For the UK folks, it’s slightly less simplified in the US. You have to remember that when you’re in San Jose, NBC is channel 4, whereas in Los Angeles, NBC might be channel 7. Also, there is often more than one NBC in a given area. In the southern SF Bay area, for example, channel 4 is a strong NBC signal, and channel 8 is another NBC signal coming from further down the coast – a smaller station which carries the major NBC shows, but also lots of more local programming.

To prevent terrestrial stations from interfering with each other in the U.S., our Federal Communications Commission generally requires that stations operating on the same frequency be about 250 miles apart, and stations operating on adjacent frequencies be about 125 miles apart (the distances are closer for UHF stations, and there are 70 UHF frequencies, compared to 12 VHF frequencies.) That means basically that there can be stations operating on a given channel in, say, New York, Pittsburgh, Columbus, Chicago or Indianapolis, St. Louis, Kansas City and so on, with stations on the adjacent channel in Philadelphia, Cleveland and so on.

The FCC originally allocated frequencies so that large cities would have more VHF stations than small cities, but every place in the U.S. would be able to receive at least one VHF station.

Your American friends are thinking about the number of stations in their own home city, but forgetting that England is a much smaller country. I don’t have a map of Europe handy, and my knowledge of geography is a little shaky, but isn’t EVERY place in England within 250 miles of everywhere else? In fact, aren’t Paris and Amsterdam only about 250 miles from London?

So England only has five VHF stations because that’s about all you can fit into your country, and other western European countries get to have some, too.

What I meant to say here is that channel 3 or 4 will be left empty, not 3 or 4 channels.

Broadcast channels are allocated by the Federal Communications Commission by geographical areas. The country is divided up into television broadcast markets and the number of channels is allocated according to the population. The assigned channels are kept apart on the spectrum as well as apart from those of neighbouring television markets.

The basic unit of broadcast television is the local station. Each local station is assigned a channel and it is associated with a license that is given to a private entity. The licensee is subject to a number of obligations, principally that its purpose is to serve the local geographic area. Most stations are owned by large media companies, some of which also own one of the networks.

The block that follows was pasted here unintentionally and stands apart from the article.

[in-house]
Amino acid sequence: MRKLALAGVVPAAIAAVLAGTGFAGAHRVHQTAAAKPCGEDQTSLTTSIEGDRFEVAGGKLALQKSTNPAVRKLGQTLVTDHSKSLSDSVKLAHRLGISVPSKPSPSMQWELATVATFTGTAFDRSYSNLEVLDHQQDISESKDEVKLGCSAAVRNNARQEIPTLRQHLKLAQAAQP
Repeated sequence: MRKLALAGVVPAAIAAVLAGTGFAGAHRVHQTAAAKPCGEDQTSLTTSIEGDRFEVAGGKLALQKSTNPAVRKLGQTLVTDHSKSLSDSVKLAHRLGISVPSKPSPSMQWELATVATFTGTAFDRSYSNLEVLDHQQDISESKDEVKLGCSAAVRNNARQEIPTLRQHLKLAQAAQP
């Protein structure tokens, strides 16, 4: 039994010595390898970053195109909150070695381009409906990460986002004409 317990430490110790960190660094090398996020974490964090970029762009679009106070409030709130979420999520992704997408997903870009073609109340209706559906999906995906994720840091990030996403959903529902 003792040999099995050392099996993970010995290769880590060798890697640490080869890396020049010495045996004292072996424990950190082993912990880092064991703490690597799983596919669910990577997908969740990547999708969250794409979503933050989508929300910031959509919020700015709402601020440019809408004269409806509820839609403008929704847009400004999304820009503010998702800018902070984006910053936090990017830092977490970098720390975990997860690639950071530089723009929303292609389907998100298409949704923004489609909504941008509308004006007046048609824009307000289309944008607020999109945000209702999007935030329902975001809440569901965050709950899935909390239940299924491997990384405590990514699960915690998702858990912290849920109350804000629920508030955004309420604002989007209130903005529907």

Note that a local station’s “real name” is its call letters, a four-letter sequence that starts with “W” in the east or “K” in the west. Some older stations still have three-letter call letters.

A medium-sized market, like Dayton, Ohio, has about six local stations —

Channel 2 - WDTN - ABC
Channel 7 - WHIO - CBS
Channel 16 - WPTD - PBS
Channel 22 - WKEF - NBC
Channel 26 - WBDT - WB/Pax
Channel 40 - WRCX-LP - Independent
Channel 45 - WRGT - Fox

Some of the stations are “low-power” stations, which have a smaller broadcast reach and are meant to serve specialised audiences. Several stations have also been assigned additional channels for the switchover to digital broadcasting.

Cable systems usually preserve the channel assignments for the low-number stations, but shuffle around the higher-numbered channels.

Note that no local station is obligated to be affiliated with a network, but network programming usually gets better viewership than syndicated programming, which is sold on a station-by-station basis.

Syndicated programmes, therefore, might be broadcast on an ABC affiliate in one market and and indpendent (unaffiliated) station in another market. Most syndicated programmes are old shows that have already been shown on one of the networks. Older episodes of a show that is currently a network show can be syndicated, so a particular programme can be a network show (original run) and a syndicated show (repeats) at the same time.

Each market is also assigned at least one educational station. These licenses require the licensee to be a not-for-profit company and ban commercial advertising on the station (although they do allow “underwriting spots,” which can sometimes be little different from advertisements). Educational stations get most of their operating budget in the form of voluntary contributions from viewers (“members”) and usually carry PBS programming, if they can afford it.